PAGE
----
Critics charge that the existing mark-to-market system forced lenders to write down the value of those securities when the markets dried up, and there was nobody willing to buy these assets.

"With mark-to-market, right now, there is arguably zero market value for a lot of the toxic mortgages sitting on the balance sheets of various lenders," said Jonathan Miller, president of the appraisal firm Miller Samuel.

In May, Merrill Lynch, which has since been taken over by Bank of America, reported that its Level 3 assets, which mainly consisted of hard-to-value commercial mortgages and other assets, rose nearly 70 percent to $82.4 billion. In July, the now-defunct Lehman Brothers reported $41.3 million in Level 3 assets, which comprised 6.5 percent of its total assets. By September, the weight of its toxic investments proved to be too much, and Lehman collapsed in a massive bankruptcy filing.

Martin Sullivan, former chief executive of AIG, blamed mark-to-market rules for the company's near collapse in September, when an $85 billion taxpayer bailout was required to support the declining value of the company's credit default swaps.

"When the credit markets seized up, like many other financial institutions, we were forced to mark our swap positions at fire-sale prices as if we owned the underlying bonds, even though we believed that our swap positions had value if held to maturity," Sullivan testified before Congress. "The company nevertheless began reporting billions of dollars of unrealized losses on the basis of then-current market valuations."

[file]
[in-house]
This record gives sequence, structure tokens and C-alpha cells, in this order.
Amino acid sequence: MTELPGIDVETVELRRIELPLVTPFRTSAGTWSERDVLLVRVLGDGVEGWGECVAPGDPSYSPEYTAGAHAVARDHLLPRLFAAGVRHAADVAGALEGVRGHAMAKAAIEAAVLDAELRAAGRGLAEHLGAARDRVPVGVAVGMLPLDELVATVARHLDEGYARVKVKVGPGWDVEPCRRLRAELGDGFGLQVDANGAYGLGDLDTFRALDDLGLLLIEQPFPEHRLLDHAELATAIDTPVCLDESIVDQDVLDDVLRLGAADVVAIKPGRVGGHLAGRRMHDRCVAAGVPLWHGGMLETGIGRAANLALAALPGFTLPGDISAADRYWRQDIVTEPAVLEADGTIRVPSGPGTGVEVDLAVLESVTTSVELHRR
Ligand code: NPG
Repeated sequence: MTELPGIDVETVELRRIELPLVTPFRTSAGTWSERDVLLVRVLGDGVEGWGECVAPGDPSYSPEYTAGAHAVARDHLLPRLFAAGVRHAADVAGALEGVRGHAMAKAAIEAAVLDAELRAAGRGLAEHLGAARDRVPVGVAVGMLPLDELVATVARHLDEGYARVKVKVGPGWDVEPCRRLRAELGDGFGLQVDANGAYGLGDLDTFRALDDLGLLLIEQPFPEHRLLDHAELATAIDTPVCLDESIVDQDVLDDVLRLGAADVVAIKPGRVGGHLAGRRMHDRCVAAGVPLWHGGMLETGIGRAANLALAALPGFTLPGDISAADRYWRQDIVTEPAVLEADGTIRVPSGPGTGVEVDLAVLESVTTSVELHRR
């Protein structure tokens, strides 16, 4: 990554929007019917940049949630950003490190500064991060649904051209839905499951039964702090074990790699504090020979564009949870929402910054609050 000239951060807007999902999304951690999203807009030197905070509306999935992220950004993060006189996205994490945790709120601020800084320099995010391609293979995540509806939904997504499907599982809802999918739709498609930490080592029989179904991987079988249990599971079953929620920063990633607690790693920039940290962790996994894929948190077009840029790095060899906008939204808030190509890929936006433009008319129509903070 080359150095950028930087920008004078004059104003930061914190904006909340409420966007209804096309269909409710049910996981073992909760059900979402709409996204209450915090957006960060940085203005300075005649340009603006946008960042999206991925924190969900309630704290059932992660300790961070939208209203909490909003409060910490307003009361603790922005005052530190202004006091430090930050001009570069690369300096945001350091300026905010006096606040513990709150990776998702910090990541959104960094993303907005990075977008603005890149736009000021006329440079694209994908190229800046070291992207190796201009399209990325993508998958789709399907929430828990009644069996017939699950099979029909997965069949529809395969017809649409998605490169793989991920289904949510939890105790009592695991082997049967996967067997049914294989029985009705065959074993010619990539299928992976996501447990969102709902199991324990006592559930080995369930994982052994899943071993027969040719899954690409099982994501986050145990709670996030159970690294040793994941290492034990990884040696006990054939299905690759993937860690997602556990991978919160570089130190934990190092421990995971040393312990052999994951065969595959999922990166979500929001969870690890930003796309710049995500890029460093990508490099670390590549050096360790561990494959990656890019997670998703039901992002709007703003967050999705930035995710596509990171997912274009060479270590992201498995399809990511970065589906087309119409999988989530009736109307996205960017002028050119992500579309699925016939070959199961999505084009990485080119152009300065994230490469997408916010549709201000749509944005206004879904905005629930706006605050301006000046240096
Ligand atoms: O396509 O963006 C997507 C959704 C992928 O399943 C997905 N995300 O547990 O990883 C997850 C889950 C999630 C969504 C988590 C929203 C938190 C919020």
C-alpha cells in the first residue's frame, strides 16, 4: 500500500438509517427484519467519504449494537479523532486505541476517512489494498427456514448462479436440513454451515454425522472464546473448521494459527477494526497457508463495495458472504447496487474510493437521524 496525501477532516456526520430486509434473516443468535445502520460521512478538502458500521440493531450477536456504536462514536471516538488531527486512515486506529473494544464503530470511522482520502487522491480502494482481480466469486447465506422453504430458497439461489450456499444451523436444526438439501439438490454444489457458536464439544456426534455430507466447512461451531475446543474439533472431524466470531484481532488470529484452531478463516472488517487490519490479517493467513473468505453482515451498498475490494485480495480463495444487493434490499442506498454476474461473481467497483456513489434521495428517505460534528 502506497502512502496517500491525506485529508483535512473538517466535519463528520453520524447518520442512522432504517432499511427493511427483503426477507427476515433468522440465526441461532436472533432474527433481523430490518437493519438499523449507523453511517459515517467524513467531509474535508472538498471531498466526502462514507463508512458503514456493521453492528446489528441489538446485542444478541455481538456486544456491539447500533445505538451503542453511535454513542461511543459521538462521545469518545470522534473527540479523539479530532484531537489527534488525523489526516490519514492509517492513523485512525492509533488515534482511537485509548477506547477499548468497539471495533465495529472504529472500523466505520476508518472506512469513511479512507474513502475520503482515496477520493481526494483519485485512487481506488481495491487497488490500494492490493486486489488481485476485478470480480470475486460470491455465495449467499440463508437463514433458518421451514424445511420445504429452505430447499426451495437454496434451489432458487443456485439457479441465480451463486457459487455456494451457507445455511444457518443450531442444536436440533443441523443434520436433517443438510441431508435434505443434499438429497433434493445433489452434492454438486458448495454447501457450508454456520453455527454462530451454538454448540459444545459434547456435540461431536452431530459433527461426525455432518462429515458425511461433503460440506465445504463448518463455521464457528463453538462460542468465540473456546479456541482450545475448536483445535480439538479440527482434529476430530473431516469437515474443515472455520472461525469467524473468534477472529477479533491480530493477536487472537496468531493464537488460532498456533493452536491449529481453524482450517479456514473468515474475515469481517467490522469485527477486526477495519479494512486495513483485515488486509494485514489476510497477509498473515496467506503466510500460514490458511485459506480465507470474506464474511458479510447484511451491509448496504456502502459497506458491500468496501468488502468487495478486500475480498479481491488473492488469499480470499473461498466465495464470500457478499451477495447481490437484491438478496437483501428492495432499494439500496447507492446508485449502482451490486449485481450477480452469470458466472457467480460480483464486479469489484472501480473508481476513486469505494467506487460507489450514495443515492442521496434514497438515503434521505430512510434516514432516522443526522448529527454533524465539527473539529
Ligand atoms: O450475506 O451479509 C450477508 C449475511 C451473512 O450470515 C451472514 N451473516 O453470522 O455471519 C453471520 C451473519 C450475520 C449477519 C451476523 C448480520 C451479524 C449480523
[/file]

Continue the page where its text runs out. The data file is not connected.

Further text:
As a result of the Lehman and AIG debacles, the FASB issued new guidance on how lenders can use mark-to-market accounting. The rules would allow lenders to use assumptions of future cash flow as an alternative to assuming the value at a "fire-sale" discount.

The Securities and Exchange Commission has proposed a comprehensive study to determine its role in major bank failures.

A majority of industry officials say that mark-to-market is the most accurate method of determining the value of an asset. They say critics of mark-to-market are using the rule as a scapegoat for risky investing.

"In many ways, the attack on mark-to-market accounting is as much as anything a scapegoat because accounting standards don't talk back," said David Larsen, managing director of the San Francisco office of Duff & Phelps and head of the company's fair value measurement advisory practice. "It's been much maligned in the press as a proxy by people who are upset about other things."

John Ross, former chief executive of the Appraisal Institute, said, "We tend to believe the concern over fair value accounting is a straw man."

"The bottom line," said Ross, who is also a senior advisor for RICS Americas, the U.S. arm of the Royal Institution of Chartered Surveyors, "is even if the market becomes very illiquid, any manager of assets really should be aware of what the underlying value is of those assets. It is the most economically efficient basis for reporting an asset."
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Title Annotation:mark-to-market accounting
Author:Jones, David
Publication:The Real Deal
Geographic Code:1USA
Date:Nov 3, 2008